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Louisiana Department of Health & Hospitals | Kathy Kliebert, Secretary

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Statewide Initiatives



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Health Status

 

Race and Ethnicity

Current information  about the biologic and genetic characteristics of African Americans, Hispanics, American Indians, Alaskan Natives, Asians, Native Hawaiians and Pacific Islanders does not explain the health disparities experienced by these groups compared to white, non-Hispanic population in Louisiana. These disparities are believed to be the result of complex interaction among genetic variations, environmental factors and specific health behaviors.

Even though the state's infant mortality rate is slightly down, the infant mortality rate among African Americans is still more than double that of whites (13.6 per 1,000 live births compared to 5.7 for whites.).  African Americans have higher rates of heart disease and cancer than whites. African American women have a higher death rate from breast cancer as a result of low mammography screenings. The death rate from HIV/AIDS is much higher than for whites; the rate of homicide among African Americans is considerably higher than whites.

Hispanics living in Louisiana and throughout the United States are almost twice as likely to die from diabetes as are non-Hispanic whites.

American Indians and Alaskan Natives have much higher infant deaths than whites. The rate of diabetes for this population group is more than twice that for whites. American Indians and Alaskan Natives also have disproportionately high deaths rates from unintentional injuries and suicide.

Asian and Pacific Islanders on average, have indicators of being one of the healthiest population groups in the United States and in Louisiana. However, there is great diversity within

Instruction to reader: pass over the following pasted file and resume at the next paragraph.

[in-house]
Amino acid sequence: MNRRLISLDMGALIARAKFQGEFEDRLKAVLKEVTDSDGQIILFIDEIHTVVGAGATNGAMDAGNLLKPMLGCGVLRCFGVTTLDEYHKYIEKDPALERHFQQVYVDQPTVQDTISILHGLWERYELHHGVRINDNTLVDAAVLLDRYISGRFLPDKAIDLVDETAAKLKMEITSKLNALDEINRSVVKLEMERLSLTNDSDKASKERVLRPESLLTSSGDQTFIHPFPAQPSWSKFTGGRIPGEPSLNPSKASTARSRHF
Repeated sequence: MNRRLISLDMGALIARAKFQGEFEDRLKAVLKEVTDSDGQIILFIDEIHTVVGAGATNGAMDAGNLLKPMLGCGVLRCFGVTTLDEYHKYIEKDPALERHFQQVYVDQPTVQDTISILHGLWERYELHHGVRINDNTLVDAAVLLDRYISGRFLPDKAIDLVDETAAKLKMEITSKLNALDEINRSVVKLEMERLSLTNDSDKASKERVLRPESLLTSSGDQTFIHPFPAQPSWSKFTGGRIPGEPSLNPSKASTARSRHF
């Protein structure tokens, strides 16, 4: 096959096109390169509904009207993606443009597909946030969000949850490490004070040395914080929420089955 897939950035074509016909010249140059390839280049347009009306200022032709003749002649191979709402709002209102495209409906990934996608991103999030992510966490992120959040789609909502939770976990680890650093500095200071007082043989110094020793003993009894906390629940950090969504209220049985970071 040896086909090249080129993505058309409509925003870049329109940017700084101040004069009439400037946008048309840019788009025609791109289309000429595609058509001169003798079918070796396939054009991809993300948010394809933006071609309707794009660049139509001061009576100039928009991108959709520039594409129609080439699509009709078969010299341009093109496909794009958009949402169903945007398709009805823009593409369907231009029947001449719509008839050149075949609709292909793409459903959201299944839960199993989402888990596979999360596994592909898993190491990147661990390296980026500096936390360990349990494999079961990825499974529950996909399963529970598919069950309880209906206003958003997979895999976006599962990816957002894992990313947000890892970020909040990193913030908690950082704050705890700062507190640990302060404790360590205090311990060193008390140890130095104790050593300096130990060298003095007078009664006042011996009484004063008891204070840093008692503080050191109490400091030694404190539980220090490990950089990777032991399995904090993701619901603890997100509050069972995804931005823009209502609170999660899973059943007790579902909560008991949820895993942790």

this population group, and health disparities between some specific segments are quite marked.  Women of Vietnamese origin, for example, suffer from cervical cancer at nearly five times the rate for white women. New cases of hepatitis and tuberculosis also are higher in Asians and Pacific Islanders living in the United States than whites.

Income and Education

Inequalities in income and education underlie many health disparities in Louisiana.  Income and education are intrinsically related and often serve as proxy measures for each other. In general, population groups that suffer the worst health status also are those that have the highest poverty rates and the least education.  Disparities in income and education levels are associated with differences in the occurrence of illness and death, including but not limited to, heart disease, obesity, elevated blood lead level, and low birth weight. Higher incomes permit increased access to medical care, enable people to afford better housing and live in safer neighborhoods, and increase the opportunity to engage in health-promoting behaviors.

Income inequality in Louisiana has increased over the past few decades. There are distinct demographic differences in poverty by race, ethnicity and household composition as well as geographical variations in poverty areas across the state. Recent health gains for the state as a whole appear to reflect achievements among the higher socioeconomic groups; lower socioeconomic groups continue to lag behind.